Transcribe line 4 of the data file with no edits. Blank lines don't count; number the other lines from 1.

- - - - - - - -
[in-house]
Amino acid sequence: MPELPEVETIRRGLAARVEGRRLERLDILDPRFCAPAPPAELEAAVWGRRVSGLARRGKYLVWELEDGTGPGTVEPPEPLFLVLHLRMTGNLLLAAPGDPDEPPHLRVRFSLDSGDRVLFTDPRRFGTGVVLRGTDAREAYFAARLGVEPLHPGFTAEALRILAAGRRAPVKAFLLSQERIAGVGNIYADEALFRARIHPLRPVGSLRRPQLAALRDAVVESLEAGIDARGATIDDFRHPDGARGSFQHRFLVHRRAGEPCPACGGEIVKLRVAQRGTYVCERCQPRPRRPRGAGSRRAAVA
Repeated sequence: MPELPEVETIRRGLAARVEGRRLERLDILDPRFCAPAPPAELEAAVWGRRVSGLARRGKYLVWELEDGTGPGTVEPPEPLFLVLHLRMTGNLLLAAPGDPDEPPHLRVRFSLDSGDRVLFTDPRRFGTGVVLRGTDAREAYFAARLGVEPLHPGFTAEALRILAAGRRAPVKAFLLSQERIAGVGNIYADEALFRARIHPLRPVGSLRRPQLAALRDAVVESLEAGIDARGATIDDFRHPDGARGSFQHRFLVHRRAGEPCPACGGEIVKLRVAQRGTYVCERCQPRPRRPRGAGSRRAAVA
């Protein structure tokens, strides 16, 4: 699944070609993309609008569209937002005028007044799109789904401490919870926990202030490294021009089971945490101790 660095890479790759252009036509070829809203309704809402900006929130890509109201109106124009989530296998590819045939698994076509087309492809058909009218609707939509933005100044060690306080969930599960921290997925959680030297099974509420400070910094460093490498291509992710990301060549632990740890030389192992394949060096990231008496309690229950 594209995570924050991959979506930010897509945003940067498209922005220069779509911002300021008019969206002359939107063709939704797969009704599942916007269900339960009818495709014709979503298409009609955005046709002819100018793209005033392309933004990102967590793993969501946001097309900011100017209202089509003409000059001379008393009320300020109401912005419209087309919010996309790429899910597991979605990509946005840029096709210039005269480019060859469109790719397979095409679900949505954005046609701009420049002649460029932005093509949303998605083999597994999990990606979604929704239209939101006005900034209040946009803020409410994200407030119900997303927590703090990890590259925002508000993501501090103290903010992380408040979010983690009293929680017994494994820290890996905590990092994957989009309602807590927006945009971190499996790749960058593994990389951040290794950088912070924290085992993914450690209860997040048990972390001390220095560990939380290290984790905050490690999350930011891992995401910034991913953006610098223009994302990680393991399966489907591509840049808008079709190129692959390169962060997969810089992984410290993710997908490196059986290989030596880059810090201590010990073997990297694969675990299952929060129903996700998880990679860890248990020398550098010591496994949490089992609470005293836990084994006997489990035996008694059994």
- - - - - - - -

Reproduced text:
């Protein structure tokens, strides 16, 4: 699944070609993309609008569209937002005028007044799109789904401490919870926990202030490294021009089971945490101790 660095890479790759252009036509070829809203309704809402900006929130890509109201109106124009989530296998590819045939698994076509087309492809058909009218609707939509933005100044060690306080969930599960921290997925959680030297099974509420400070910094460093490498291509992710990301060549632990740890030389192992394949060096990231008496309690229950 594209995570924050991959979506930010897509945003940067498209922005220069779509911002300021008019969206002359939107063709939704797969009704599942916007269900339960009818495709014709979503298409009609955005046709002819100018793209005033392309933004990102967590793993969501946001097309900011100017209202089509003409000059001379008393009320300020109401912005419209087309919010996309790429899910597991979605990509946005840029096709210039005269480019060859469109790719397979095409679900949505954005046609701009420049002649460029932005093509949303998605083999597994999990990606979604929704239209939101006005900034209040946009803020409410994200407030119900997303927590703090990890590259925002508000993501501090103290903010992380408040979010983690009293929680017994494994820290890996905590990092994957989009309602807590927006945009971190499996790749960058593994990389951040290794950088912070924290085992993914450690209860997040048990972390001390220095560990939380290290984790905050490690999350930011891992995401910034991913953006610098223009994302990680393991399966489907591509840049808008079709190129692959390169962060997969810089992984410290993710997908490196059986290989030596880059810090201590010990073997990297694969675990299952929060129903996700998880990679860890248990020398550098010591496994949490089992609470005293836990084994006997489990035996008694059994």